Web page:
The leak was at a point where the pipeline was buried for a caribou crossing, and it was not accessible to direct visual inspection. Ultrasonic testing of that area was not done, Marshall wrote.
Wall Street Journal
April 6, 2006 (p. A3)
BP's Pipeline Problems Spur U.S. Criminal Probe
Big Alaska Oil Spill Gives Company Fresh Black Eye After '05 Texas Explosion
By JIM CARLTON
U.S. environmental regulators are conducting a criminal investigation into BP PLC's management of pipelines in Alaska's North Slope, according to people familiar with the matter, adding to mounting regulatory scrutiny of the British energy titan's U.S. operations.
These people said the investigation, which has been under way for several months by officials at the Environmental Protection Agency, was expanded to include an early March spill of an estimated 134,000 to 267,000 gallons of crude from a BP-operated pipeline at Prudhoe Bay. Alaska state conservation officials say the pipeline ruptured from internal corrosion, causing what is considered the largest oil spill ever in the energy-rich North Slope.
One person familiar with the matter said the federal investigators are looking at corrosion issues on the ruptured line, as well as others in the area, to determine if BP has committed any violations of the federal Clean Water Act. The act carries criminal and civil penalties for violations, such as allowing oil to spill into a federal waterway.
A BP spokesman, Daren Beaudo, said that EPA investigators were on site during the first several days of the spill and that BP hadn't heard from the agency since. "If they do contact us again, we will cooperate fully with their requests," he said in a written response to questions.
The EPA probe is just the latest embarrassment for BP -- the world's second-largest publicly traded oil company, after Exxon Mobil Corp. -- and Chief Executive John Browne, who has aggressively promoted the company as environmentally friendly and socially responsible.
The North Slope allegations come as U.S. investigators continue to pore over details of an explosion last year at the company's Texas City plant, which killed 15 and triggered a $21.3 million fine from workplace-safety regulators. The Labor Department referred the case to the Justice Department for possible criminal charges. Current and former plant workers accused BP of skimping on staff and maintenance; BP has said its spending decisions have had no effect on safety.
The allegations also come amid record profits for BP from rising crude-oil and gasoline prices, as well as amid rising political scrutiny. BP posted net profit of $22.63 billion last year.
Also yesterday, Alaska's Department of Environmental Conservation said it will seek fines that could amount to between $900,000 and $2 million against BP as restitution for much of the spilled oil. BP's Mr. Beaudo told Dow Jones Newswires that BP expected the action.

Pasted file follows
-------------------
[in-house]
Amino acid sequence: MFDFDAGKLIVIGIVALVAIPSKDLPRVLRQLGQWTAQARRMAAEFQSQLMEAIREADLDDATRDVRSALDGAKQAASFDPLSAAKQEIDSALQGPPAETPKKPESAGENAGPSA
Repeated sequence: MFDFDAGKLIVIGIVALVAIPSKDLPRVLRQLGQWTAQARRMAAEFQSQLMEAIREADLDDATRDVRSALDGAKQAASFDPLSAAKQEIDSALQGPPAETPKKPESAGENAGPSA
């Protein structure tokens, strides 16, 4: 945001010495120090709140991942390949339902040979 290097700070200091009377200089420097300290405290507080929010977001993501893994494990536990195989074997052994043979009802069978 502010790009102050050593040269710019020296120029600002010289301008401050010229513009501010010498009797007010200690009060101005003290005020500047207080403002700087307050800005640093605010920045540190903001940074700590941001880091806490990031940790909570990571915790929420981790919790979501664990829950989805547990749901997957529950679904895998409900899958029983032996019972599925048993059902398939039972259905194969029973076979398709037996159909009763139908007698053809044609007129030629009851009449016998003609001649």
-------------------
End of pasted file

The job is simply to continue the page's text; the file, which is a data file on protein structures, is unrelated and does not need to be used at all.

The North Slope spill covered a two-acre area of tundra and ice, as well as part of a lake. It prompted BP to curtail production by 95,000 barrels of oil a day, or about 10% of the normal amount that flows down the Trans-Alaska Pipeline to tanker ships in the port of Valdez. Crews are still attempting to clean up the crude. State officials say the line is expected to resume full production in about a week.
The investigation is being conducted by the EPA's criminal-investigation division. If investigators find any violations of the Clean Water Act, they will likely discuss the case with the U.S. attorney's office, which could forward the matter to a federal grand jury for possible prosecution, said a person familiar with the matter.
Charles Hamel, who for years has served as a conduit for safety-related complaints by oil-industry workers, said he alerted the EPA last year to the complaints from several past and current employees that BP has allegedly ignored their concerns regarding corrosion since at least 1999.
The 75-year-old Mr. Hamel, who lives in Alexandria, Va., said he went to EPA investigators for help after BP officials declined to act on warnings from some employees that cost-cutting had significantly reduced the company's program to monitor and repair corrosion at the network of aging pipes at Prudhoe Bay.
Mr. Beaudo, the BP spokesman, said the company has devoted more resources to its anticorrosion program, with spending rising to $71 million for inspection and chemical treatment this year, up from $58 million last year and $50 million in 2004.
--Chip Cummins contributed to this article.